Her views, like those of any open, questioning intellect, kept evolving. She wrote in 1945: “Perhaps we are really in the process of evolving from apes to Supermen—and the rational faculty is the dominant characteristic of the better species, the Superman.” (Journals of Ayn Rand)
In her early notes for Atlas Shrugged, in 1946, she wrote:
The supposition of man’s physical descent from monkeys does not necessarily mean that man’s soul, the rational faculty, is only an elaboration of an animal faculty, different from the animal’s consciousness only in degree, not in kind.
She was struggling with the seemingly inexplicable gulf between other species and man. Between the most intelligent “animal” species (such as chimpanzees and orangutans) and man the evolutionary gap does seem not quantitative but qualitative. Chimpanzees use their advanced brains to dig bugs out of holes with sticks; humans calculate the chemical composition of the stars. How could evolution account for this gulf?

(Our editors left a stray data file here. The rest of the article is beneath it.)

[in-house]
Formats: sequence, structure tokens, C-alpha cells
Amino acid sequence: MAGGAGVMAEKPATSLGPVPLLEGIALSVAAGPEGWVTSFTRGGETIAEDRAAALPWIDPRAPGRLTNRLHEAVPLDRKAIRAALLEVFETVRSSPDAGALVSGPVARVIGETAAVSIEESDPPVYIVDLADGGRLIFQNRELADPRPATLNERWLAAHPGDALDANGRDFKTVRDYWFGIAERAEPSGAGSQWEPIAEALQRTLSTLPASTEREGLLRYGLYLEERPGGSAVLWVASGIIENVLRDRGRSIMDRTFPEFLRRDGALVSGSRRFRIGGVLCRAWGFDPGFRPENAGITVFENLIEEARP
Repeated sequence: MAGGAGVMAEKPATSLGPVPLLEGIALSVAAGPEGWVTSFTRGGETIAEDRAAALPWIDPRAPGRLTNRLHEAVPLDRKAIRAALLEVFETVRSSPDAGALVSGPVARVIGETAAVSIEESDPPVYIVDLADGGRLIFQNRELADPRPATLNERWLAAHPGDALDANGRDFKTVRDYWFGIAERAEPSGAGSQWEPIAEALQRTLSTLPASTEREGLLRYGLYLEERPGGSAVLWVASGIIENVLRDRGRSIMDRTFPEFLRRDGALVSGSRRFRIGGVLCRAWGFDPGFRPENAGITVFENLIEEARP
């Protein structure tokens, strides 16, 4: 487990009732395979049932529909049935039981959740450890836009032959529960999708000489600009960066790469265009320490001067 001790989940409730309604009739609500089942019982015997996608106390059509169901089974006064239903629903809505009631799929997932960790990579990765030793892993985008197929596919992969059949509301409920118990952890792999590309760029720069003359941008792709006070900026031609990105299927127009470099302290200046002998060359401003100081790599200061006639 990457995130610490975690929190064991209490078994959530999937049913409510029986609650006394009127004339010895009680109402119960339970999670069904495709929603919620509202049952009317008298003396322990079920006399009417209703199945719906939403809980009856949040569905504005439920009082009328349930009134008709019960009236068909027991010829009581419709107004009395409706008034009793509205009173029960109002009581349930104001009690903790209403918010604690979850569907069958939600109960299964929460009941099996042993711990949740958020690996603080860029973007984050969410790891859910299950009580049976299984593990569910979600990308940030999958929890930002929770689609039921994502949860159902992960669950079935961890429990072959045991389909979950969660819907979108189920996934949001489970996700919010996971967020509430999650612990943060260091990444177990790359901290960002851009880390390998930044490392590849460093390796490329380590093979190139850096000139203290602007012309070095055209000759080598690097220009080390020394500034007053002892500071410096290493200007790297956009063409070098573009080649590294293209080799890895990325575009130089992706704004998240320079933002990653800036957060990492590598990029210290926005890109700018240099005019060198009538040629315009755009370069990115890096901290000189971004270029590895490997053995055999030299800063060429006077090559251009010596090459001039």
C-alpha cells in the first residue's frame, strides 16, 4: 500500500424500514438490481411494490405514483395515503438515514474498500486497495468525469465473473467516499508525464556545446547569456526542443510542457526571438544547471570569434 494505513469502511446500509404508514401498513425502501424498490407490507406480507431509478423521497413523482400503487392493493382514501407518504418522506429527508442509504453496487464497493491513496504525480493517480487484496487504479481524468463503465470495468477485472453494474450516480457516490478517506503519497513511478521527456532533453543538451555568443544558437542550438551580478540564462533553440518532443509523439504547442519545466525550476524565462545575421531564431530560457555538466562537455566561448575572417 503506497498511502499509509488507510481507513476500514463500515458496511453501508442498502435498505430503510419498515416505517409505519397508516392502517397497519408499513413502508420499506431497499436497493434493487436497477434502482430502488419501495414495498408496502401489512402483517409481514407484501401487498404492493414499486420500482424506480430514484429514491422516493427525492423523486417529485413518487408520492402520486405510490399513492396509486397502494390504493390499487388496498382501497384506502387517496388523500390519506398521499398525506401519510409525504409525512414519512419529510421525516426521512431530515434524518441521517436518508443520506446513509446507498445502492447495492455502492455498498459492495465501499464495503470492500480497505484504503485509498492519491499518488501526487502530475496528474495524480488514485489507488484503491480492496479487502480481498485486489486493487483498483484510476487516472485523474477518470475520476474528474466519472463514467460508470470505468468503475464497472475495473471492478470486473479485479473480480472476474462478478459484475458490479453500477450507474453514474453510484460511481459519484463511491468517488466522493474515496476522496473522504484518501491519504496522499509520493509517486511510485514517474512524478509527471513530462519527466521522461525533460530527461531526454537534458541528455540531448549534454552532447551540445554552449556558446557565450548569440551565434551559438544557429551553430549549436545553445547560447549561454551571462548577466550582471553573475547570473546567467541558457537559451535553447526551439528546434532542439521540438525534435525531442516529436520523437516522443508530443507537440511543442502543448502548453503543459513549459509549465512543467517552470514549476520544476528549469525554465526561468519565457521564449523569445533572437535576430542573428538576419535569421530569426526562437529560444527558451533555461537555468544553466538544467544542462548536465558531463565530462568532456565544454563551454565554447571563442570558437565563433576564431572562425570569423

Biology points to evidence of half-a-dozen Evolutionary homo (human) species, including Neanderthal man, that existed before or during the emergence of the evolutionary winner: homo sapiens. The evidence points to an acceleration of evolution, at that time, when several “species” of “humans” existed (and in some cases, inter-mated and competed); today’s species—we—rapidly prevailed. But does that explain the gulf between apes and the species that wrote and reads Atlas Shrugged?
The “Missing Link”
Ayn Rand looked elsewhere: specifically, at the volitional nature of our conceptual level of thought (“reason”), as the characteristic distinguishing the human species from the sub-human. Consider this last long quotation from her essay, “The Missing Link,” available in Philosophy: Who Needs It?